Sorry to get melodramatic here, but recent events in the world have assumed proportions that are best described by Shakespeare.
Fallouja is a new word for most of us, but it now contains ideas and images that may tamper with us for a long time. We already know the word Madrid and we all know what trains are, but now those two words have taken on implications that may linger in our hearts and souls. Even the benign word backpack has morphed as the result of being a container to house lethal explosives in Madrid.
We scarcely had time to get our heads above water after hearing of – and seeing – the horrific events in the Madrid train station, when, the news – and film – of the diabolical actions in Fallouja pushed our emotional heads under once more. We are ill-equipped to deal with death and other losses at the best of times. But the times are clearly not so good. Often the circumstances and causes of death add a dimension to our grief, individually and collectively.
Our socialization and education shy away from grief and recovery, as if talking about them would somehow contaminate us or cause something bad to happen. As a result, we are shocked when we don’t know how to deal with our emotional reactions, nor how to guide our children and others when affected by painful events.
Yes, you could say that you didn’t know anyone who died in the Madrid bombings, nor in the streets of Fallouja, but that would not represent a total truth. As members of the family of humankind, we are all affected. Sometimes the impact is in the memories those events stimulate in us about our loved ones who are no longer here. Sometimes those reminders send us forward in fear for our own safety or that of our loved ones.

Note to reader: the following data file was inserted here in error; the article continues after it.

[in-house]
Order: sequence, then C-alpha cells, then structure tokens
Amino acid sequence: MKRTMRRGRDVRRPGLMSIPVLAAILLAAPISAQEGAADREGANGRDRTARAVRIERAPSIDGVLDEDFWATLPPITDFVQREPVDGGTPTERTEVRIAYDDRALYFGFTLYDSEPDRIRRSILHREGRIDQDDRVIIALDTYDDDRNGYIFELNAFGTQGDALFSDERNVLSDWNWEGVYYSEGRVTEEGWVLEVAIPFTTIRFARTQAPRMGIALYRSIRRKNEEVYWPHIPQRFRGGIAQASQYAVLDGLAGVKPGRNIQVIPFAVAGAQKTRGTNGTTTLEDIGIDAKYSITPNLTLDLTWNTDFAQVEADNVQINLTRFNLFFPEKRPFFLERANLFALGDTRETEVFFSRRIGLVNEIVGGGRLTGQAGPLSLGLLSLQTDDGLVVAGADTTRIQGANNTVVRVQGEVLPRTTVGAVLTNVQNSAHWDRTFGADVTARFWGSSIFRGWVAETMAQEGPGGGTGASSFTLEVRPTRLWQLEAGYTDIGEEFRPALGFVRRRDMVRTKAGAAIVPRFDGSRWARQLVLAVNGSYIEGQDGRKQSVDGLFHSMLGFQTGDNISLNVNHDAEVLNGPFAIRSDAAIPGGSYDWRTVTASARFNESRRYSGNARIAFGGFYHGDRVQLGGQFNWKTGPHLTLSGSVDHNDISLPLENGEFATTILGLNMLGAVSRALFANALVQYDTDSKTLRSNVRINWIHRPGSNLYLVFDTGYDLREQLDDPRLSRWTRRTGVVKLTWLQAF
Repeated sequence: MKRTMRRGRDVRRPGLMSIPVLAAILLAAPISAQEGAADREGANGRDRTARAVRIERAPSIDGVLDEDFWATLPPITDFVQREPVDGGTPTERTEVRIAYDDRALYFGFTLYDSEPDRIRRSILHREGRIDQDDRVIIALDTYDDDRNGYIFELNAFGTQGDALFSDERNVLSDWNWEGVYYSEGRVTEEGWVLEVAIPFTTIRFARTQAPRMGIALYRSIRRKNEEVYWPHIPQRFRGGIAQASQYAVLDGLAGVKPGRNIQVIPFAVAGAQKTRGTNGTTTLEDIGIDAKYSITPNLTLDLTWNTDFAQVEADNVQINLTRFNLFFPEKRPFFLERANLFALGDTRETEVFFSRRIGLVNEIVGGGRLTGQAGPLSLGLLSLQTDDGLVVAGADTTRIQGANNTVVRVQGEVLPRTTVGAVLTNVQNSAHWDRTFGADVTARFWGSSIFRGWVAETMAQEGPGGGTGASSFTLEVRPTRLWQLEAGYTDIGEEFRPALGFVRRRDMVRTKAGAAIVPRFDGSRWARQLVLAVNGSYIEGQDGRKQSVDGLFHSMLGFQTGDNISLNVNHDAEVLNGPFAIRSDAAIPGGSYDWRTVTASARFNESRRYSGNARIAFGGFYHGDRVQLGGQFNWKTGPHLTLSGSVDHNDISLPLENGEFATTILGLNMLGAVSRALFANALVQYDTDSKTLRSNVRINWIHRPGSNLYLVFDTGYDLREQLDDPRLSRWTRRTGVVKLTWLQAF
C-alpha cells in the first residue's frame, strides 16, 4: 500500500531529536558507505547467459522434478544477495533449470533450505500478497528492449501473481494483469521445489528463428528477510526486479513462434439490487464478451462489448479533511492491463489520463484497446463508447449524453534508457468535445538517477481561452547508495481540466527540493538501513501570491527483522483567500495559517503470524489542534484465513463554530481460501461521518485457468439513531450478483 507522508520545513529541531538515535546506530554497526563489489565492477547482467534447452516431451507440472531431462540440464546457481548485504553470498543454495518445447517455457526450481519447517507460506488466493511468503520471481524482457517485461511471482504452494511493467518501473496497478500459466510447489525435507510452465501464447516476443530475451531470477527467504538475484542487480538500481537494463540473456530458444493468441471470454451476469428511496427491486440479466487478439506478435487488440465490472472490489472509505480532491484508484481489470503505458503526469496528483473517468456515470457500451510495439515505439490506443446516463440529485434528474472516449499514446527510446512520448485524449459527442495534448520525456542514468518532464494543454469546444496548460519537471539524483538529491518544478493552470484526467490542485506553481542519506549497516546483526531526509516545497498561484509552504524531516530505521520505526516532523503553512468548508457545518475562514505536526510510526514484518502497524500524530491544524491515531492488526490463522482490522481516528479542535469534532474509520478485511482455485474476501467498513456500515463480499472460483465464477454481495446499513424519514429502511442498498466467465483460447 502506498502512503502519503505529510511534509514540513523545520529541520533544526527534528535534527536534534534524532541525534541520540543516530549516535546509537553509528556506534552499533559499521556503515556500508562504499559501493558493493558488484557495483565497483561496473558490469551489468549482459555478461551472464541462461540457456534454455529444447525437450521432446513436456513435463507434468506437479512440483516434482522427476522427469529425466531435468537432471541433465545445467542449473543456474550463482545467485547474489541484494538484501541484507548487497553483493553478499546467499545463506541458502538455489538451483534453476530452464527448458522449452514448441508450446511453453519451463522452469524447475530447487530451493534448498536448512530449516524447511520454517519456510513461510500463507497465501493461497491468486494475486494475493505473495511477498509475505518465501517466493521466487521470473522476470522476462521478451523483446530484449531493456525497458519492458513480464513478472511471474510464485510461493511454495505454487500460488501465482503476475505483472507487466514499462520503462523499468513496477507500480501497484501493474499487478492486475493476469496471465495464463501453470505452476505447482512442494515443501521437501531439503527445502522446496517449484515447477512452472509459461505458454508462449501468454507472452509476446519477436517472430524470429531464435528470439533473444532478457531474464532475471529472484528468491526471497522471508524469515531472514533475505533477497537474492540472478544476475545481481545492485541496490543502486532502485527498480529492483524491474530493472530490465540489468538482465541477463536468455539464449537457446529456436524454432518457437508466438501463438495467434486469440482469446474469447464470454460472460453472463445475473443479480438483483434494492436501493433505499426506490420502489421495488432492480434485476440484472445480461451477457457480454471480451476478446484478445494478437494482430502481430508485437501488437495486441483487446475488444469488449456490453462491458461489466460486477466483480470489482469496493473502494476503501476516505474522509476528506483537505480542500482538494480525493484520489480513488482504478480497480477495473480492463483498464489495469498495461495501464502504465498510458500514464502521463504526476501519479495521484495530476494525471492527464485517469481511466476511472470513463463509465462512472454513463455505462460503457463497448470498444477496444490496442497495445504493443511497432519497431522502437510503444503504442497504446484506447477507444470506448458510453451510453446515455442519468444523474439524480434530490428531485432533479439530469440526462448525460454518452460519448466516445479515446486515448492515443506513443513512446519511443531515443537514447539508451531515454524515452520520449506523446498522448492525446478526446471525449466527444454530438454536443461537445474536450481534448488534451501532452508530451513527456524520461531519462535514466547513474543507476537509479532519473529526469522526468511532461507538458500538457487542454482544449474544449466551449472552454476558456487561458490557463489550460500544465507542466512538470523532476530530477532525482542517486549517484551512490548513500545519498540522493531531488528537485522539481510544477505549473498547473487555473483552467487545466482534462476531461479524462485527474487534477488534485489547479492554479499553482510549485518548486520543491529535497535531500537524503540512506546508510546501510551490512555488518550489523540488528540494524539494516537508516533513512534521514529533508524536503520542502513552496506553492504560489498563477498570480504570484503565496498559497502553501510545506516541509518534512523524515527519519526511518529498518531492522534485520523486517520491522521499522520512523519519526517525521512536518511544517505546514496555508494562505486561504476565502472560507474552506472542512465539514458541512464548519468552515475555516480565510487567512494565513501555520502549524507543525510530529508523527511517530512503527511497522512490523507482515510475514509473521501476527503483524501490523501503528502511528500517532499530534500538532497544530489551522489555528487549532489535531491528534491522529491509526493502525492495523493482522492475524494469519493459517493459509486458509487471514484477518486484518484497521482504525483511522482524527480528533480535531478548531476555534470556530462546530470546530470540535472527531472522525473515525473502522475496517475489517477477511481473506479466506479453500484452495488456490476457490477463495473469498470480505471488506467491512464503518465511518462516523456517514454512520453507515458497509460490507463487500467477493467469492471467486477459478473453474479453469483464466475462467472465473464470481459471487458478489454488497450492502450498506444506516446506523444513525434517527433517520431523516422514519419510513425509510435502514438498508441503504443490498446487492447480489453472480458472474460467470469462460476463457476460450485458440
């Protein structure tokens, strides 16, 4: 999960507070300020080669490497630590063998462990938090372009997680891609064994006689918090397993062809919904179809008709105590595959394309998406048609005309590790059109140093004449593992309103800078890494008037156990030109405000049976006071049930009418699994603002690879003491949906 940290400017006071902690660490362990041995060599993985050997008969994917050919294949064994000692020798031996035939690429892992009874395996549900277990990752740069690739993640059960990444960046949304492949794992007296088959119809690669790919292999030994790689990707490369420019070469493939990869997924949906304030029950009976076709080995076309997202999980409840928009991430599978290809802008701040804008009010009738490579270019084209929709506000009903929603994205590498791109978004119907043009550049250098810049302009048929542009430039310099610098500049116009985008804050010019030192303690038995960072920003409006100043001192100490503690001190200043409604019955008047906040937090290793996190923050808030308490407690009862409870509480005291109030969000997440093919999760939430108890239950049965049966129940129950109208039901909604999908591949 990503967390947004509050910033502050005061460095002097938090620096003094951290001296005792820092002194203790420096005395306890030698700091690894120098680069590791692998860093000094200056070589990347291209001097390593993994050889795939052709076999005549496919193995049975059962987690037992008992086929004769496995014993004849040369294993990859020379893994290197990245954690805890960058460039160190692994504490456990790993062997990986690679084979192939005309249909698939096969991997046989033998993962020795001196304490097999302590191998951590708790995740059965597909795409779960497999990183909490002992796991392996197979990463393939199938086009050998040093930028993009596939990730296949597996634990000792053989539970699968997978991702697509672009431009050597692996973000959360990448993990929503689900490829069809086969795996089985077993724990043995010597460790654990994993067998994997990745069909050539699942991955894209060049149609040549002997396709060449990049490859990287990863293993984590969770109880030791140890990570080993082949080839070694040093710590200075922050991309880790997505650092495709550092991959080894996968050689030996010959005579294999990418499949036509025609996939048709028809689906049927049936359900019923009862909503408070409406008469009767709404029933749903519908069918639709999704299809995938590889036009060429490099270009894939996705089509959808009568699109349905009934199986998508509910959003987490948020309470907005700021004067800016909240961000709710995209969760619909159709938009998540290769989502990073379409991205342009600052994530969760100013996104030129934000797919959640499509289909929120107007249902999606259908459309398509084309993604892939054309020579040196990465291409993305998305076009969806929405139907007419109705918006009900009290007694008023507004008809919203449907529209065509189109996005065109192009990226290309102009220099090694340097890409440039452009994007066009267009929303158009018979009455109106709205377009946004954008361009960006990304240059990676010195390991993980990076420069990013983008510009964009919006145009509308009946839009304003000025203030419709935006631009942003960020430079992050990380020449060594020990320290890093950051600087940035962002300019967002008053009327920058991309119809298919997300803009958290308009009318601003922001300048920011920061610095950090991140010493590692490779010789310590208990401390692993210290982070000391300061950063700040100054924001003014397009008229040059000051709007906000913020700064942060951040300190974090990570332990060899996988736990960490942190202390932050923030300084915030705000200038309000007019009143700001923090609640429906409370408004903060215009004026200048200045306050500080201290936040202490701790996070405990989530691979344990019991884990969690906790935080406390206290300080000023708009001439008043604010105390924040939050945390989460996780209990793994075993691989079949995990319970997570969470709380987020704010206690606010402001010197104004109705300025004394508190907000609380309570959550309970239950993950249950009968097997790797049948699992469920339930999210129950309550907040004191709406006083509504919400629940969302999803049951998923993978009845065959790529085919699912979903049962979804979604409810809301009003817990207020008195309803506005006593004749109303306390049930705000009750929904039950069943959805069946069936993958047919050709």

The events that we see and hear about in the news affect us all. Billions of people were emotionally affected by the tragic death of Princess Di. Yet most of us had never met her, never had dinner with her, never had even seen her in person.
No, we are not comparing the death of a celebrity princess with soldiers in armed conflicts or innocents on a train in Spain. We are simply connecting the emotional dots caused when a news event worms its way into our personal, emotional neighborhood. Talk about a virus. The fears are planted in the computers of our minds, which then affect our emotions. These news events cannot be bypassed with an emotional anti-virus program. If we hear about them, they will affect us.
Nor are we taking any positions or sides on any geo-political issues, or on any issues of religion and morality, or on matters of sovereign nations and country borders.
Loss is inevitable, along with the grief that must accompany it. Some events have direct and immediate impact on us and those in our family or community circle. Other events act as reminders of losses from our pasts. Sometimes larger than life events in the news engage our membership in the family of humankind and generate a wellspring of emotions. In all cases, we must learn to deal with our feelings as they occur.
Loss is constant. Even when the world seems to be rolling along a little more merrily, we still need more effective ideas and actions for dealing with grief. Don’t leave yourself or your family in an emotional lurch. Acquire more openness and awareness about reaction to loss and what to do about it.